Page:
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    Online social connections and Internet use among people with intellectual disabilities in the United Kingdom during the COVID-19 pandemic

    Caton, Sue ORCID logoORCID: https://orcid.org/0000-0001-9013-8721, Hatton, Chris, Gillooly, Amanda, Oloidi, Edward, Clarke, Libby, Bradshaw, Jill, Flynn, Samantha, Taggart, Laurence, Mulhall, Peter, Jahoda, Andrew, Maguire, Roseann, Marriott, Anna, Todd, Stuart, Abbott, David, Beyer, Stephen, Gore, Nick, Heslop, Pauline, Scior, Katrina and Hastings, Richard P (2022) Online social connections and Internet use among people with intellectual disabilities in the United Kingdom during the COVID-19 pandemic. New Media and Society. ISSN 1461-4448

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    Abstract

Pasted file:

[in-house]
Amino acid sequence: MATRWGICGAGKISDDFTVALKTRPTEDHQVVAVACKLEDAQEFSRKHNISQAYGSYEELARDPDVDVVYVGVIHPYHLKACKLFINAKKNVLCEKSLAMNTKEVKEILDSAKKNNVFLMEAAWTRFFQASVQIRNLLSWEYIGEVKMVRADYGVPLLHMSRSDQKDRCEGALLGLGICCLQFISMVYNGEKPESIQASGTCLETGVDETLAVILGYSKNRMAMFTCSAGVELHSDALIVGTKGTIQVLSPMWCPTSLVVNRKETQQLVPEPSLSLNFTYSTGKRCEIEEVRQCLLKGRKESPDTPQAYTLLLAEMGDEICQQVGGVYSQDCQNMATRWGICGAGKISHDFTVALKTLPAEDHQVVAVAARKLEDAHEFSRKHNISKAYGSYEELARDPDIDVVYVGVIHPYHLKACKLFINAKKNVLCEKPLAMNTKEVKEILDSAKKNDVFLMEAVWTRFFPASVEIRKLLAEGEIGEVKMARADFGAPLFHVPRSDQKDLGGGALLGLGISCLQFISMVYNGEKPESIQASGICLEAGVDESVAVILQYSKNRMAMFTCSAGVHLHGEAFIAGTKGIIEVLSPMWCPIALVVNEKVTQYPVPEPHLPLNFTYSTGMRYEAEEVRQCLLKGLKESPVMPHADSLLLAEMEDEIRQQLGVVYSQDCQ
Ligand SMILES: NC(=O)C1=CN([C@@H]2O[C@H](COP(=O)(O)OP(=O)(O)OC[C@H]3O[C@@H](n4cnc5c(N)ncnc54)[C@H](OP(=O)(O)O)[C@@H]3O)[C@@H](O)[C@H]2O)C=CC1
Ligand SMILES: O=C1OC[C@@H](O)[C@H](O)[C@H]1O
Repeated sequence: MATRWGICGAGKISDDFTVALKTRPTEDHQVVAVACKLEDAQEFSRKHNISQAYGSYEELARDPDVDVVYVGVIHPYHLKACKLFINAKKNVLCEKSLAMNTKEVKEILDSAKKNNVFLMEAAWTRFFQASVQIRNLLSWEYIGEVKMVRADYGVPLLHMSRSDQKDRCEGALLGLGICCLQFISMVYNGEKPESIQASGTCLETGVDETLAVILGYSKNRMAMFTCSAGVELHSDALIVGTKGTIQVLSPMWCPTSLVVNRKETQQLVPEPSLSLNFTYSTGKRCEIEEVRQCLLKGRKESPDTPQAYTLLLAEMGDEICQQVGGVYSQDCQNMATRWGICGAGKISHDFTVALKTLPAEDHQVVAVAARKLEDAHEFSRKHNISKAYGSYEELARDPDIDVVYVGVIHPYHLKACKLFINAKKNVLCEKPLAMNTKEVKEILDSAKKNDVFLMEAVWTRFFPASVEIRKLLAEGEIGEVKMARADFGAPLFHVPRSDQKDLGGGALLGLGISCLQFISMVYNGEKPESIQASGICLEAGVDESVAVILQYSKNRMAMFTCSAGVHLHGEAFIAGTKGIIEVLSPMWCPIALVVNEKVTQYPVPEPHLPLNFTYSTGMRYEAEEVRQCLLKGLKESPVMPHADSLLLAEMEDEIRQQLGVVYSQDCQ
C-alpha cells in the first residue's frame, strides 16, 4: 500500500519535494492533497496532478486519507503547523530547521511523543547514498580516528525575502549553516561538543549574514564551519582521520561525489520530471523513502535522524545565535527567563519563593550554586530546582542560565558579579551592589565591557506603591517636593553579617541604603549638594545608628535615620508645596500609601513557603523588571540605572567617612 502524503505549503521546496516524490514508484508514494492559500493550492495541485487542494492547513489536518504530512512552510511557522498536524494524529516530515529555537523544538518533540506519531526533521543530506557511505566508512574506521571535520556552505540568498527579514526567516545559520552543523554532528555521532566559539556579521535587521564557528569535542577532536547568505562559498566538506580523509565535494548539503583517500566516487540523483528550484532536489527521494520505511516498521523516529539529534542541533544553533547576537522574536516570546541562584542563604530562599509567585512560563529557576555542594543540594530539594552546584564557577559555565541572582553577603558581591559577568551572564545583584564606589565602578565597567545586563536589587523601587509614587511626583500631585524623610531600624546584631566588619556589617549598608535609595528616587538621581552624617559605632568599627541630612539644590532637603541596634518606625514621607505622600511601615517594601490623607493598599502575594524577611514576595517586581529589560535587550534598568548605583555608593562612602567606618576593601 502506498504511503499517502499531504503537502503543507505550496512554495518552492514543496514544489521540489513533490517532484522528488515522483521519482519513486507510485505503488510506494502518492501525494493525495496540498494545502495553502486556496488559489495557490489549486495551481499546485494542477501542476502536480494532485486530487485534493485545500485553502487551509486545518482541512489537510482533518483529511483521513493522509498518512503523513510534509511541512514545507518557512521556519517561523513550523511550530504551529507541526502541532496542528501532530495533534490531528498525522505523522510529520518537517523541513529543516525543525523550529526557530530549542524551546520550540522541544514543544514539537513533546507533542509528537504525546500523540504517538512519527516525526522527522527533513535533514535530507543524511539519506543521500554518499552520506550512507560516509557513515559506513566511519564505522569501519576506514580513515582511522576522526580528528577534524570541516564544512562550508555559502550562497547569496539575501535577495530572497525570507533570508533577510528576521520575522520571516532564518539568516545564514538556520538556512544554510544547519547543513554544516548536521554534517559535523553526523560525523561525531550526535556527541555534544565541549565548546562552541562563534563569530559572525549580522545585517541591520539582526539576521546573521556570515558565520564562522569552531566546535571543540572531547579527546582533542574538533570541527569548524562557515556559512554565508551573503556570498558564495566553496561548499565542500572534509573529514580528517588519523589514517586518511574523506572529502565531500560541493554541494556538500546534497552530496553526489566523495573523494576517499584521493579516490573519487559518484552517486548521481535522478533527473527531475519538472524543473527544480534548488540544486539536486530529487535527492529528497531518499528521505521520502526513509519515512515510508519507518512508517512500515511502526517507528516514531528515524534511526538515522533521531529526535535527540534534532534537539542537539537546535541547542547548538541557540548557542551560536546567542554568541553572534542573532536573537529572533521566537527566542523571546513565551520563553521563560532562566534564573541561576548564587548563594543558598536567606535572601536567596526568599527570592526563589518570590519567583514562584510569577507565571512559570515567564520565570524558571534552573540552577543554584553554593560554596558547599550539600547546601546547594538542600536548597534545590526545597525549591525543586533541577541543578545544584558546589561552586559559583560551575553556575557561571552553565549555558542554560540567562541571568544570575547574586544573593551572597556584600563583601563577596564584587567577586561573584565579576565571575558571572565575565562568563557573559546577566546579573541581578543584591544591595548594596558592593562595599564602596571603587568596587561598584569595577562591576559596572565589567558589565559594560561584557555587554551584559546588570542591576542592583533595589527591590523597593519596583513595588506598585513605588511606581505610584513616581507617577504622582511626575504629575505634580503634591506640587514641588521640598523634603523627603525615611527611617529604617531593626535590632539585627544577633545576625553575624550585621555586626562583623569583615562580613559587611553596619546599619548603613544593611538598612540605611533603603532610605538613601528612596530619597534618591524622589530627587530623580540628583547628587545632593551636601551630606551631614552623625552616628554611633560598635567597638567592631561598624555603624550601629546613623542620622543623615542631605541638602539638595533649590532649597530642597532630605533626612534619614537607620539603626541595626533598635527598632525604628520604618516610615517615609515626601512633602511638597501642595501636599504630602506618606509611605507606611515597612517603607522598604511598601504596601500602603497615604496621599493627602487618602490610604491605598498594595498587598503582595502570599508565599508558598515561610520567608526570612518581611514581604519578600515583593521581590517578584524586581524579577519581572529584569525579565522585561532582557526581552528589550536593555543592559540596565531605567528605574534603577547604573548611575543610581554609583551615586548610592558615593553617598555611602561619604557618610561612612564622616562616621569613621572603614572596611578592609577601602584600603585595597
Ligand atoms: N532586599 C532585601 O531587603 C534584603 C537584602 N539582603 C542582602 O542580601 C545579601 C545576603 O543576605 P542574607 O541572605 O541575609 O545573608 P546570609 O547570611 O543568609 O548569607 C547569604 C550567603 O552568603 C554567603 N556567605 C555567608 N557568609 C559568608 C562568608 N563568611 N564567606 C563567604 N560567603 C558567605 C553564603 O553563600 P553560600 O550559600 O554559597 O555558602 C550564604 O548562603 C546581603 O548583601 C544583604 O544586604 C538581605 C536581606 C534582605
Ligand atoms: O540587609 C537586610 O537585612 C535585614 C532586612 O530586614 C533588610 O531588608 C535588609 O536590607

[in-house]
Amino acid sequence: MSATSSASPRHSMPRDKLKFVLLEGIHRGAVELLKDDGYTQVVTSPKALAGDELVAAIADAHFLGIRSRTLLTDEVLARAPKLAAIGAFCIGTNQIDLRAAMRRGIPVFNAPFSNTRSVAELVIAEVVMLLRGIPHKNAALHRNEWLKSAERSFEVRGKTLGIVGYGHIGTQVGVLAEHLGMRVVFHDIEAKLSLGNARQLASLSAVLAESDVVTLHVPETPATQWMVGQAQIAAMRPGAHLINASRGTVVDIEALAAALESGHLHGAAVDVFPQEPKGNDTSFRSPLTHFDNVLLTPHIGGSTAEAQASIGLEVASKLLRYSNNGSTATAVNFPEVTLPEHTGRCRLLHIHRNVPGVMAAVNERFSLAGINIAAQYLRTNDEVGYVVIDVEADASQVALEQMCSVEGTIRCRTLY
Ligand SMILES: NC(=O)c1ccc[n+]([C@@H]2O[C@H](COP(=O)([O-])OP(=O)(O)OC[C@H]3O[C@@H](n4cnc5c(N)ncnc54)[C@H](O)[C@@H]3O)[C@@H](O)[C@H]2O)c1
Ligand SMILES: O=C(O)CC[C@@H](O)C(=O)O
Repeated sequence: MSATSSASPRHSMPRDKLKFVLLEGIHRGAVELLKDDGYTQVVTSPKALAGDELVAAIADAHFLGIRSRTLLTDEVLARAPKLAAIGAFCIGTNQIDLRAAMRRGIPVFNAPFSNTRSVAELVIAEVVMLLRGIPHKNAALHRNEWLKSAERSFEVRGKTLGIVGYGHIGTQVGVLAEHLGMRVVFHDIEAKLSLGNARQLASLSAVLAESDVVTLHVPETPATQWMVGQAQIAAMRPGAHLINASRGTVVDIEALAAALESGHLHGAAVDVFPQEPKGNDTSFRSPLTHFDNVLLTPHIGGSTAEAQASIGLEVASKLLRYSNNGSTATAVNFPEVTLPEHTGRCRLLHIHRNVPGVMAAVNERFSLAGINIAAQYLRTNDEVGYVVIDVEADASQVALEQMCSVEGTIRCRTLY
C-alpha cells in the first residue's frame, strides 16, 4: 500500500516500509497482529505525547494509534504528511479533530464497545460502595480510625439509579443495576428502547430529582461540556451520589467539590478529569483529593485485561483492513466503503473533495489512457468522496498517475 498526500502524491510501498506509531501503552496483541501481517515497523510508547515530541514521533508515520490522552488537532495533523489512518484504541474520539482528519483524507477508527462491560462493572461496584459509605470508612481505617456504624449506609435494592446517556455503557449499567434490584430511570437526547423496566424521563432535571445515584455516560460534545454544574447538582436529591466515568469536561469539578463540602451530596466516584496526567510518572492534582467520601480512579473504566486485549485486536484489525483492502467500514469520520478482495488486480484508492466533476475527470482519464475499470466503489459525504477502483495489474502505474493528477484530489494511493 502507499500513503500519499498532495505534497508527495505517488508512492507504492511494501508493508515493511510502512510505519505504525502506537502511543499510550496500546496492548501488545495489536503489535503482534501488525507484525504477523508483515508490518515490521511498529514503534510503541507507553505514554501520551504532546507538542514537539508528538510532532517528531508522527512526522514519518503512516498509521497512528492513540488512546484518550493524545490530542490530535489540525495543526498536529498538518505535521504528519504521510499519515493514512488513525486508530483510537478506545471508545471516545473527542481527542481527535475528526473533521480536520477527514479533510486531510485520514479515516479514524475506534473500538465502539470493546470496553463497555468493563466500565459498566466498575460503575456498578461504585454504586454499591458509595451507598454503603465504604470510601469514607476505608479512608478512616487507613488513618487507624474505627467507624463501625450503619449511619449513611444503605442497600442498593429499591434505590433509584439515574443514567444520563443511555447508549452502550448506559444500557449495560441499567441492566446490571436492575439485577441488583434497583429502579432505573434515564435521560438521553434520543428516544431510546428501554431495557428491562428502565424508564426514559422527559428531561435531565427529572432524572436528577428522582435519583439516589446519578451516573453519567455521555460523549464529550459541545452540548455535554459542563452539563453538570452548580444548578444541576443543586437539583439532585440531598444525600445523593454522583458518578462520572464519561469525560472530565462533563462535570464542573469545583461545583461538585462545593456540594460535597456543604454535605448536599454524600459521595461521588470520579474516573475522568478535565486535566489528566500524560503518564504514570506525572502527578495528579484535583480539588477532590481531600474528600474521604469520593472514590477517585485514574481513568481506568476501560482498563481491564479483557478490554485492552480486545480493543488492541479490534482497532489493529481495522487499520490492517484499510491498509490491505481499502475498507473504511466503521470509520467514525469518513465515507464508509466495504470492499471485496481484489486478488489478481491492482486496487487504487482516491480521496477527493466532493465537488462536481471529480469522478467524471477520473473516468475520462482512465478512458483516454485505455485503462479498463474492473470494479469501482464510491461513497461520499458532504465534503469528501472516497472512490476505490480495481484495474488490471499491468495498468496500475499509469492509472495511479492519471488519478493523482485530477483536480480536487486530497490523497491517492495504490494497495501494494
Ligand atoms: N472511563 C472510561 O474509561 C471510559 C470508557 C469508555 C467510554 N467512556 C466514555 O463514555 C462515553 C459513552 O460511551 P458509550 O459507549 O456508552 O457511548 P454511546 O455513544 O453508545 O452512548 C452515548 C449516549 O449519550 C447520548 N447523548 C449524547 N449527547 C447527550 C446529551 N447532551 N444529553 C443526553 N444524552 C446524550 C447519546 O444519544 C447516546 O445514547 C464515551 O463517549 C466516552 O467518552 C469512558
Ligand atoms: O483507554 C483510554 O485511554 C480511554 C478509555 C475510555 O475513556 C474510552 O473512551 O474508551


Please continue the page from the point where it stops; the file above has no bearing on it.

Having a disability, in particular, an intellectual disability, is associated with Internet non-use. This article explores how people with intellectual disabilities used the Internet across the United Kingdom during the COVID-19 pandemic. In April to May 2021, 571 adults with intellectual disabilities were interviewed. Participants most commonly used the Internet for being with family and friends, social media or doing online activities with other people. People who lived with family were the most likely to use social media; people who lived with other people with intellectual disabilities were the least likely. People who self-reported as not lonely were more likely to use the Internet for online activities with others and play video games with others. Social connections were identified as the best thing about the Internet. Many participants chose not to identify a worst thing about Internet use, while others reported issues with technology, online harm and threats to well-being.

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